Study notes for learning reticulation technique

Excerpted from the handout prepared by Giò Carbone for the exclusive use of LAO© teachers and students.

Reticulation is a technique of deforming surfaces by fire: by heating a properly prepared surface in a controlled manner, it wrinkles, creating sharp contrasts, ridges, and depressions.

Finland’s Heikki Seppa in “Metals Technic: A Collection of Techniques for Metalsmiths,” says this method of texturing first appeared in the late 1800s in tsarist Russia, where court goldsmiths, including Fabergé, created objects with cross-linking decoration.

Many of Fabergé’s craftsmen were Finnish, and when the Fabergé studios closed during the Bolshevik Revolution, the Finns brought the technique back home and from there it spread throughout Scandinavia. Seppa then helped popularize the technique in the United States.


The best results are obtained by using a special silver alloy, but good results are also obtained on yellow gold alloys, and some work with brass as well. In any case it takes a lot of practice, patience, and great mastery in the use of open flames.

The silver sheet to be reticulated must undergo successive passes of surface enrichment, so as to create an outer “shell” of pure silver: this means that the inside of the sheet will consist of an alloy that melts at a lower temperature than the outer “shell.”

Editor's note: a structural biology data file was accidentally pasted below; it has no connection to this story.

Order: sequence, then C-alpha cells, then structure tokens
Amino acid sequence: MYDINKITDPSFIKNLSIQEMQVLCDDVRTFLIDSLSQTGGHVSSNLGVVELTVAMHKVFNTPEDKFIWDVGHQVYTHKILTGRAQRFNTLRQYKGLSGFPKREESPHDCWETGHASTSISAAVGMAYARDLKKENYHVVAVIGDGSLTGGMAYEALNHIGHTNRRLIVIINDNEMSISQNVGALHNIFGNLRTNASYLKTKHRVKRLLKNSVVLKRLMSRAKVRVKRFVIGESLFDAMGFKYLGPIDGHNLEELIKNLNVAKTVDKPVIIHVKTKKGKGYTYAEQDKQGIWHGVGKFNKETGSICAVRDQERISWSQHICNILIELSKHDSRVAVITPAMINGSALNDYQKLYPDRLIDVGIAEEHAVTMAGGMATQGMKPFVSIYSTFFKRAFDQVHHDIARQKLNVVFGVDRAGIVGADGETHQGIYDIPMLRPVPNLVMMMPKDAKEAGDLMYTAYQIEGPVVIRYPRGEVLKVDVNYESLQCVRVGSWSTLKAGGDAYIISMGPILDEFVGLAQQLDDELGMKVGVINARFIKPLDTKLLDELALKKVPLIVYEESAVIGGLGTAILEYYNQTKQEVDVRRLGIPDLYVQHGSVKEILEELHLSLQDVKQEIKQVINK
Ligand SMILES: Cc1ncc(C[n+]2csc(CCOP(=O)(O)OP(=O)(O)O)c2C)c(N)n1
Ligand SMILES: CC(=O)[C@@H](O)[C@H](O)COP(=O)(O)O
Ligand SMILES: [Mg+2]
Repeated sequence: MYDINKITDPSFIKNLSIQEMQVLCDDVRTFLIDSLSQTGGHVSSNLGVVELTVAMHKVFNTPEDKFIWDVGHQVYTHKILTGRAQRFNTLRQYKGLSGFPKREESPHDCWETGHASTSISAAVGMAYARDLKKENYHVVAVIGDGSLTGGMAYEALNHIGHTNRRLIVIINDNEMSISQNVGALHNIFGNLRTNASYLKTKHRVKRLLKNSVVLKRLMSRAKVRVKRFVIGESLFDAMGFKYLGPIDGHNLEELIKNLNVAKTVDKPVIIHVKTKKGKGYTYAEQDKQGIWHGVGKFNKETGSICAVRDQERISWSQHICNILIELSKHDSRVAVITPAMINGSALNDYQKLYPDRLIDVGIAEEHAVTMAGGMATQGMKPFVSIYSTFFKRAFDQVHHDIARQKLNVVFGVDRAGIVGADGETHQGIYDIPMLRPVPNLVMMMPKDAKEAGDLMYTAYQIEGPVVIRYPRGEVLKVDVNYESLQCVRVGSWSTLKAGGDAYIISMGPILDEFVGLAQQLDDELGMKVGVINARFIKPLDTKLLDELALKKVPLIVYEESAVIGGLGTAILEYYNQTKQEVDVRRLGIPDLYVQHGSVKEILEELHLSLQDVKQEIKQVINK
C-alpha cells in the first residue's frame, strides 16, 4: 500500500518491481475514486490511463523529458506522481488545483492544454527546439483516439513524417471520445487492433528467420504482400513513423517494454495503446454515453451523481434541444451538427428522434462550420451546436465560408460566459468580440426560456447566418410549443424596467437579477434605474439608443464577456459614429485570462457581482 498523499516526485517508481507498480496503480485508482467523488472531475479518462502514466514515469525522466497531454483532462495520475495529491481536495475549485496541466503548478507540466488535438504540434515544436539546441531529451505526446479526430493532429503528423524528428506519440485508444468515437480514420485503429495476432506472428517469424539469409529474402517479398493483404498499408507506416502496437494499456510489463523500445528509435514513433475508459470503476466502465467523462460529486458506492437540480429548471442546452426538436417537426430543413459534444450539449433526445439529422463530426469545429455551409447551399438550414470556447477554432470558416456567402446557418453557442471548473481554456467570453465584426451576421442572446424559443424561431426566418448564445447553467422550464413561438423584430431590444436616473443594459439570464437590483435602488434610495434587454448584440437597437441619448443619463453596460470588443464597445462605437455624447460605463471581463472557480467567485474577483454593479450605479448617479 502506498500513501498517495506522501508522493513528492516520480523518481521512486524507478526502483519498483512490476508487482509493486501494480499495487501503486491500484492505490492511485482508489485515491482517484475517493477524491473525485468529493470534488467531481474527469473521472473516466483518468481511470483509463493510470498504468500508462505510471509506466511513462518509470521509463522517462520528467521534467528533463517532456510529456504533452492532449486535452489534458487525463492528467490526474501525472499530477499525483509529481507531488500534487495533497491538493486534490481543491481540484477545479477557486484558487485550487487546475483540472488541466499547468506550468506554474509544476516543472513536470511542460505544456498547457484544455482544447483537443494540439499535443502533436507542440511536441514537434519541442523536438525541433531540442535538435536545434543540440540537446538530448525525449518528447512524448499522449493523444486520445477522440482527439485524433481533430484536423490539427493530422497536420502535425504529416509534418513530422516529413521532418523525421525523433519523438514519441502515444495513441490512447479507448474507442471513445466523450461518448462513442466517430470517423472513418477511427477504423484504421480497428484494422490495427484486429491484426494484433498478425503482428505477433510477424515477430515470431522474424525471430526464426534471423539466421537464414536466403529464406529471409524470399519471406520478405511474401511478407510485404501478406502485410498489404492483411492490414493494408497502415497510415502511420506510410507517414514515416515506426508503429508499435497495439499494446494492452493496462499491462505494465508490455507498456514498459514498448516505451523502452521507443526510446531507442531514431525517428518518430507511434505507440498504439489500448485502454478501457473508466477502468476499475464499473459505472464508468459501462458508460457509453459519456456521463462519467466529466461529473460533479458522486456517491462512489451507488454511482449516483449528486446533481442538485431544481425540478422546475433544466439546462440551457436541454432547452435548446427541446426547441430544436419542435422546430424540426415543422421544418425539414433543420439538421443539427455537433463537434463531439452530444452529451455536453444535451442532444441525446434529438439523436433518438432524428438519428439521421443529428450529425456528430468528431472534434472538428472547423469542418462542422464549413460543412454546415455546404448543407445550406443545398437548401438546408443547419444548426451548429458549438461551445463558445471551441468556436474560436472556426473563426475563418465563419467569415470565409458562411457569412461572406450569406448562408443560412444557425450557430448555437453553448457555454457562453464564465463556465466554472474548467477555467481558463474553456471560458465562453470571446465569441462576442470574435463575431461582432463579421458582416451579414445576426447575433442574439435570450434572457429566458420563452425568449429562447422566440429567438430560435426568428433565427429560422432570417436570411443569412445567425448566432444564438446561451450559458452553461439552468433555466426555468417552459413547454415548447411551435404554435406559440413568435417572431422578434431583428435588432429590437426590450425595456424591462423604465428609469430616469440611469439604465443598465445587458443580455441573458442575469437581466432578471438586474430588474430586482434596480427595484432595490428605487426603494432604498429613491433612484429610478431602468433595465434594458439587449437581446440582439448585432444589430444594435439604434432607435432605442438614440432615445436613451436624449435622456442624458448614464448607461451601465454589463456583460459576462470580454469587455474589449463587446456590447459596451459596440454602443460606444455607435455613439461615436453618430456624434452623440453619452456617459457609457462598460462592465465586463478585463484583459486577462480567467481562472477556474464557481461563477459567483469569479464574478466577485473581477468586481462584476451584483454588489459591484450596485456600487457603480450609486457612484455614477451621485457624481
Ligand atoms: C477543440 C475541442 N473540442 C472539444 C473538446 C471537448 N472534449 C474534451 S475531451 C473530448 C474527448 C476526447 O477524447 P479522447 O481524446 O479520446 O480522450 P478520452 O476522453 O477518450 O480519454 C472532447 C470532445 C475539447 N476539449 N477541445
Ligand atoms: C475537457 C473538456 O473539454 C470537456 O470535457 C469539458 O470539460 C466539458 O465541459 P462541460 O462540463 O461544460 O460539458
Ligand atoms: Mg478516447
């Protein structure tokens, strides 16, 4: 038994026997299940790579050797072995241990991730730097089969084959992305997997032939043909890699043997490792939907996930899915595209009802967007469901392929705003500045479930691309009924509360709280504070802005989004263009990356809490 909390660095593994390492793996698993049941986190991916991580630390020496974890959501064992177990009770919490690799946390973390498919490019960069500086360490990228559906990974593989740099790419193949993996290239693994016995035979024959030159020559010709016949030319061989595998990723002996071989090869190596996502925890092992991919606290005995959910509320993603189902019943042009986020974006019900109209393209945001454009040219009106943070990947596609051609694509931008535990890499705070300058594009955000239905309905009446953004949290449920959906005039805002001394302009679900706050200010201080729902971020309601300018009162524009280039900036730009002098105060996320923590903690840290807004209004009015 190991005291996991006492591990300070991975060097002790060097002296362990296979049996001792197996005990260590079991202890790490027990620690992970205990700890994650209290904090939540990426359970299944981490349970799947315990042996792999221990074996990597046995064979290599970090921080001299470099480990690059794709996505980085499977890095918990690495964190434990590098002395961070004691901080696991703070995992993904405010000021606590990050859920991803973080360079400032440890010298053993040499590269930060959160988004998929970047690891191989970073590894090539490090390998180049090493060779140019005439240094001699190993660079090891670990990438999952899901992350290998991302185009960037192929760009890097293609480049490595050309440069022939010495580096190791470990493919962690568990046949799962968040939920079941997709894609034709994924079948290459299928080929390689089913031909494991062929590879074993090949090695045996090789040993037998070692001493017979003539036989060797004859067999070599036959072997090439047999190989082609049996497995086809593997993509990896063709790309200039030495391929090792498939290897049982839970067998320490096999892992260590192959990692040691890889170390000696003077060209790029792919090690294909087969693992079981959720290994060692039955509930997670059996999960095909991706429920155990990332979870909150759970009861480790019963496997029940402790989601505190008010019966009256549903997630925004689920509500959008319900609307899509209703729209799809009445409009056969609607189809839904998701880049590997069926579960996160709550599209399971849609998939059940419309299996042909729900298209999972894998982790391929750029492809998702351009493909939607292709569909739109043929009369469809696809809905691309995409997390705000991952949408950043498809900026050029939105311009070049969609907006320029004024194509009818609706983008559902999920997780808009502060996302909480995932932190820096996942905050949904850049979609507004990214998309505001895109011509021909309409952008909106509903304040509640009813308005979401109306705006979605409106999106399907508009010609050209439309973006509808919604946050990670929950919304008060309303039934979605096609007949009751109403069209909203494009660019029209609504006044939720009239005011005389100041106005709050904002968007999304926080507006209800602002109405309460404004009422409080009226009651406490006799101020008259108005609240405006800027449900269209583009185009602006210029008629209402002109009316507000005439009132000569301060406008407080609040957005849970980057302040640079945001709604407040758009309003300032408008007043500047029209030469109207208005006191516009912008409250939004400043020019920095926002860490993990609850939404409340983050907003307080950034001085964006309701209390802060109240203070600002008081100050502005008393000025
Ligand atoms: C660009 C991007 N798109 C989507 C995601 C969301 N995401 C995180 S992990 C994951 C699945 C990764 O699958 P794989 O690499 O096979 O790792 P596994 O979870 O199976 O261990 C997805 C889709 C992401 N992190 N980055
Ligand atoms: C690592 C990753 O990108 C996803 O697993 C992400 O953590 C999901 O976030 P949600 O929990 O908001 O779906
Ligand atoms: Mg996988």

Under the action of heat, this inner mass begins to melt and dislodge the outer crust, almost as happens with the earth’s crust when subterranean upheavals occur. 

The results are not all predictable, and it will be almost impossible to get the same result twice.

How to use cross-linking plates?

Contrary to what many people think, it is possible, though difficult, to use reticulated sheets for subsequent construction and assembly. One must pay close attention to the welds, and that is to learn how to heat the object under construction, going so far as to melt the weld, but without overheating the object beyond what is strictly necessary, so as not to “collapse” the cross-linked parts.

Keep in mind that reticulated sheets are particularly brittle, so be careful when you want to warp/bend/bow them, as they may break.


Very short courses on this technique are taught at school by Giò Carbone, along with other techniques, such as Keum-boo and Nunome-Zogan

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